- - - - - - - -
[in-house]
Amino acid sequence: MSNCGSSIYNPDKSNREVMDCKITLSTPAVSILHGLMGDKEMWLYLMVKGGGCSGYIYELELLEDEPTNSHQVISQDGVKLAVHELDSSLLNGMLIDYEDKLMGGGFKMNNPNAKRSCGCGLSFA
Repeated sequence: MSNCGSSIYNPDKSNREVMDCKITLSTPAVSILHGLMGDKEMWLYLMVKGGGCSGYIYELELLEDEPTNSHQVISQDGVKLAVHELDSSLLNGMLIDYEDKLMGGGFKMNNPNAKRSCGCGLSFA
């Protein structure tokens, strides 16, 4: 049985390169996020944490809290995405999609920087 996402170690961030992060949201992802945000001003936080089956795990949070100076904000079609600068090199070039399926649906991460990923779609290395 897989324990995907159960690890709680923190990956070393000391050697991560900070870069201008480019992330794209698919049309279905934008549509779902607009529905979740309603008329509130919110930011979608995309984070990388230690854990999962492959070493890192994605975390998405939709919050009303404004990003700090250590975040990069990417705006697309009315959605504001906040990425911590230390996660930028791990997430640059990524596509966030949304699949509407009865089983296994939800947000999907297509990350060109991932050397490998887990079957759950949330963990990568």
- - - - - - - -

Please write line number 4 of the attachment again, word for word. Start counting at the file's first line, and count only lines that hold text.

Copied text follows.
């Protein structure tokens, strides 16, 4: 049985390169996020944490809290995405999609920087 996402170690961030992060949201992802945000001003936080089956795990949070100076904000079609600068090199070039399926649906991460990923779609290395 897989324990995907159960690890709680923190990956070393000391050697991560900070870069201008480019992330794209698919049309279905934008549509779902607009529905979740309603008329509130919110930011979608995309984070990388230690854990999962492959070493890192994605975390998405939709919050009303404004990003700090250590975040990069990417705006697309009315959605504001906040990425911590230390996660930028791990997430640059990524596509966030949304699949509407009865089983296994939800947000999907297509990350060109991932050397490998887990079957759950949330963990990568």